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How to Raise an Ungrateful Child

Copyright 1997. Bruce A. Epstein. All Rights Reserved.

Whereas nine months of body-morphing hormones gradually prepared my wife for motherhood, my passage into fatherhood was akin to Scott Bakula's transformations in "Quantum Leap". For reasons entirely unclear to me, my wife was the only one offered anesthesia.

The toughest part of parenting is the barrage of daily decisions. Which hair dryer setting will prevent diaper rash, while avoiding chapped skin? Is a champagne cork really the best substitute for a lost pacifier? Do pizza and jelly form a complete protein? When you run out of milk, will melted Cool Whip® suffice? Shockingly, none of these were covered in the FAQ that came with the baby, nor in "Parenting for Dummies".

Despite my pleas, friends and relatives steadfastly refused to offer any child-rearing advice. "I pushed a twelve pound baby through my pelvis without the benefit of an epidural, so quit your whining!", and, "I raised quintuplets while plowing the fields without a horse," were typical responses. We can only break the vicious cycle by providing parents with the tools they need to master child-rearing. Therefore, I dedicate this essay, "How to Raise an Ungrateful Child" to my daughters.

The key to raising an ungrateful child is to let them know that they were born into a caste system, which they would otherwise misinterpret as mere hypocrisy on your part. Clip and save these helpful tips: Eat Cheetohs® and ice cream in plain view, while offering them only mashed vegetables and white rice. Relegate them to bed before falling asleep in front of the TV. In the supermarket, point out that you have a wallet and credit cards, while they do not. Emphasize your point by buying Fruit Loops® for yourself, and unsweetened oatmeal for them. The key phrase to remember is "not for", as in, "Candy is not for breakfast", "Beer is not for babies", and "Dress clothes are not for playing".

Applied properly, these techniques will rapidly produce ungrateful children. They will wake before dawn, throw food without provocation or warning, and hold back just enough pee or poop for the fresh diaper. They will ignore their toys in favor of sewing needles, expensive jewelry and anything on which they might choke. They will catch colds prior to every airplane ride, fake ear infections just for the chance to spit medicine all over you, and pretend to be teething just to get their Anbesol® fix. Your eighteen month old will insist on running around naked, and peeing on the floor. (Your only option is to resort to the video camera and save the tape for her senior prom).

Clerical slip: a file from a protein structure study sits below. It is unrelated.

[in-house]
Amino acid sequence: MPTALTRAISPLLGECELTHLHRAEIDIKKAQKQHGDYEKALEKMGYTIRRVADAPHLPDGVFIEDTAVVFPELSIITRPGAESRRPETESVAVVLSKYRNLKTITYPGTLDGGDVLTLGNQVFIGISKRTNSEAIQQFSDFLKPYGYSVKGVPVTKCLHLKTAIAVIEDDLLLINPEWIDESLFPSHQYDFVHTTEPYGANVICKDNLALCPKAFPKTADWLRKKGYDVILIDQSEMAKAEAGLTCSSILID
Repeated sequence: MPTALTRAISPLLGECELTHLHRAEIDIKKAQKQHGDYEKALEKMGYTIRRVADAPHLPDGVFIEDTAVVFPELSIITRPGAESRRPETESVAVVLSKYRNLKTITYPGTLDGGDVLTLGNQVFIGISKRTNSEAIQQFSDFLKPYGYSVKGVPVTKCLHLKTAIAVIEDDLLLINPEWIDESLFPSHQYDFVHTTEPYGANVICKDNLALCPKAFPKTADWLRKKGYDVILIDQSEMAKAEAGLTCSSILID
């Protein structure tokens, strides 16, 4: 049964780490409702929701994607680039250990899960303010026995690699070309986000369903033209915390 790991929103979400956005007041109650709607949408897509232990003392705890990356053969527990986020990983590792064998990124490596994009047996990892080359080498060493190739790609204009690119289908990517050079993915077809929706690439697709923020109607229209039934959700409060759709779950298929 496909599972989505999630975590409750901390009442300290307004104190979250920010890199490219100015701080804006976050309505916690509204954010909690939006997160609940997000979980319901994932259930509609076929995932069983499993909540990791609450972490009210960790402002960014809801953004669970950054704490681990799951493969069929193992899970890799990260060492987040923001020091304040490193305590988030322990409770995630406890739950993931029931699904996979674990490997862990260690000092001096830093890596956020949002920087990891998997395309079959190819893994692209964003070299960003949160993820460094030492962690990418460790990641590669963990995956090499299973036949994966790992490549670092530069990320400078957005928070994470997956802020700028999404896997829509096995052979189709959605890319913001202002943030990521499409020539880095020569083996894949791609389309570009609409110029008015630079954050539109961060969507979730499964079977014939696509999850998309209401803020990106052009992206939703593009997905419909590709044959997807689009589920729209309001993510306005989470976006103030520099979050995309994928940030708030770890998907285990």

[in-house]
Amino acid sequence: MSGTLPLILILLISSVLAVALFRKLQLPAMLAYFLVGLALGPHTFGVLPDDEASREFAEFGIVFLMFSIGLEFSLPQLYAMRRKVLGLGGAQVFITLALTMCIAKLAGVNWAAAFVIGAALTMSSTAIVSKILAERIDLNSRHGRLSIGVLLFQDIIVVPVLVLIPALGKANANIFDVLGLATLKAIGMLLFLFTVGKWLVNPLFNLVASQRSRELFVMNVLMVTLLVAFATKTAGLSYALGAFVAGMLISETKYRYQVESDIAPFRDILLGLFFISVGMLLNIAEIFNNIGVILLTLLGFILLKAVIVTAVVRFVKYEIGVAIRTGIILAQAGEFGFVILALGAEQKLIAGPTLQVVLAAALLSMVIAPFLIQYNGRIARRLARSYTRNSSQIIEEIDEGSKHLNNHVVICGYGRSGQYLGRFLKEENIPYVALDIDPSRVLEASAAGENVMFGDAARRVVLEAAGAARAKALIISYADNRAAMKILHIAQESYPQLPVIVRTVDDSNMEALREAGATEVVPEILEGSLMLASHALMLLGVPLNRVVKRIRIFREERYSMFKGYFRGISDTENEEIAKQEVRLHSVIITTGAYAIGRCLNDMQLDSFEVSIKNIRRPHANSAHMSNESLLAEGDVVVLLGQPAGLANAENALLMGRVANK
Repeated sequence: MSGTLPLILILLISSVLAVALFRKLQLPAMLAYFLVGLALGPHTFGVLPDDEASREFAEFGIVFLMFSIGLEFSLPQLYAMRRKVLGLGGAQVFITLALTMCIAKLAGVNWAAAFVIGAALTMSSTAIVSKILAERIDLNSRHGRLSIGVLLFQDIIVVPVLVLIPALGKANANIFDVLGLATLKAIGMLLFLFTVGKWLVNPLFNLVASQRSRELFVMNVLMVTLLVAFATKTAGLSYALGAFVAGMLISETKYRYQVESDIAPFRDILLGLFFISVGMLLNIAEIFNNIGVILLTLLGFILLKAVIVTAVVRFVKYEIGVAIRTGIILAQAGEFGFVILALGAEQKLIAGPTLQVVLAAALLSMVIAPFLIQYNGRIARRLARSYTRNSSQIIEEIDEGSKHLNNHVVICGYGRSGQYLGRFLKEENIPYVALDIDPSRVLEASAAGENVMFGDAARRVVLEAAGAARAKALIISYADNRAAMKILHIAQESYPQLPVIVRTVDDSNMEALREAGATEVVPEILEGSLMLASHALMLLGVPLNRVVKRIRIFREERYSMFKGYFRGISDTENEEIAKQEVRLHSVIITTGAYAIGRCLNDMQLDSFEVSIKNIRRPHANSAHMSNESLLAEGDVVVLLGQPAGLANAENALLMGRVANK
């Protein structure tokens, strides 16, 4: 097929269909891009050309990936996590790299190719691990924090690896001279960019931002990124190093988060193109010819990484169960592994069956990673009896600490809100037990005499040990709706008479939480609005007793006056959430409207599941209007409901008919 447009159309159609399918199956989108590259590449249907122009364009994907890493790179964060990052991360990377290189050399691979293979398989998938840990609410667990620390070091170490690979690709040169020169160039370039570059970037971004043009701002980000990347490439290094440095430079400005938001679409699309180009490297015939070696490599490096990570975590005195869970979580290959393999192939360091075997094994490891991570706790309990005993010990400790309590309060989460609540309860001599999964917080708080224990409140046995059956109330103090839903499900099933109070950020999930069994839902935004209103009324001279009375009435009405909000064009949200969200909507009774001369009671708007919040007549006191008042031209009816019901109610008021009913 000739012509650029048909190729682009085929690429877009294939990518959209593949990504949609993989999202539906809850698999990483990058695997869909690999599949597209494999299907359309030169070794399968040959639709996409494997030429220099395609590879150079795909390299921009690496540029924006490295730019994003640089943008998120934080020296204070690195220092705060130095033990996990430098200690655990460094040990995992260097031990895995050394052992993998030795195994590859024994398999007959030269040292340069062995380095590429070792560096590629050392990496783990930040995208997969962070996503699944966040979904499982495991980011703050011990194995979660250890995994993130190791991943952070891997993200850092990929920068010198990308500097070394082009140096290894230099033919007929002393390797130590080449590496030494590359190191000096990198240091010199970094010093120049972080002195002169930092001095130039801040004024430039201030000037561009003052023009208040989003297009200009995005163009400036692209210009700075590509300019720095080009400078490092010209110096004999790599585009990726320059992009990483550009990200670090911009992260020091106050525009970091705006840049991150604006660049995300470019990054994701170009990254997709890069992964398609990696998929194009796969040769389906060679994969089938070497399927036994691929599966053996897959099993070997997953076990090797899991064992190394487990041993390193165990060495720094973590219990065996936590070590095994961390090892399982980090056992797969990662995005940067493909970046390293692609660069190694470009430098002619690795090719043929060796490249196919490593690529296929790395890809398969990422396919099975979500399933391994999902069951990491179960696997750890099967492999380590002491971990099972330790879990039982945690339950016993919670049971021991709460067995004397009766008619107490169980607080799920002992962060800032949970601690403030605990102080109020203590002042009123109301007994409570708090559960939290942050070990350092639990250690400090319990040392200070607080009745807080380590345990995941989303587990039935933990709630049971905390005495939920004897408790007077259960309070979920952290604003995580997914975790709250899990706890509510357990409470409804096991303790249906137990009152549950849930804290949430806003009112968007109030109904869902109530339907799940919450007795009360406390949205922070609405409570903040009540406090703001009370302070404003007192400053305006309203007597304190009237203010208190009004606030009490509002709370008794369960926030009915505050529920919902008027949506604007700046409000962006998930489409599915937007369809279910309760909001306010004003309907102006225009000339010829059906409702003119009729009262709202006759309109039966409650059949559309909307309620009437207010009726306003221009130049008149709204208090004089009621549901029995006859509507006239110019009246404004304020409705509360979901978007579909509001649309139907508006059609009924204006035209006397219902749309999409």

Your child will ensure that at least one parent is always sleep-deprived, the linchpin of the classic "divide and conquer" strategy. On the positive side, sleep-deprivation leads to an increased willingness to share ("It's your turn honey...") and a new-found religious zeal ("Dear God, please let me sleep another five minutes..."). If you muster the time or energy for conjugal visits with your spouse, you will have fallen into your child's perfectly lain trap. A second child, conceived during five minutes of blissful liberation, will inevitably be turned to the Dark Side by the elder child, as surely as the Emperor turned Vader.

While seemingly at odds with each other, your children will secretly conspire to ensure that at least one of them constantly requires attention (the "Tag-Team" approach). You must summon all your will, and close ranks! Enlist the assistance of various teenage baby-sitters to whom you would not have ordinarily entrusted your cat. (Take along the cell phone to assuage your guilt).

The balance of power will see-saw back and forth for two, three or even four decades, until your children have children of their own. At that point, in the guise of asking for advice, they will ask you to raise their children for them. Do not fall into this trap! If you admit that it is incredibly difficult to raise children without assistance, you have reconciled yourself to another twenty-year tour of duty!

Your must downplay the immensity of the challenge that lies before them. Tell them that it was no big deal to raise them, and that you could raise their kids with one hand tied behind your back. This will perpetuate their long held belief that they practically raised themselves, and you will have succeeded admirably in your quest to raise an ungrateful child.

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Copyright © 1996-1997. Bruce A. Epstein. All Rights Reserved.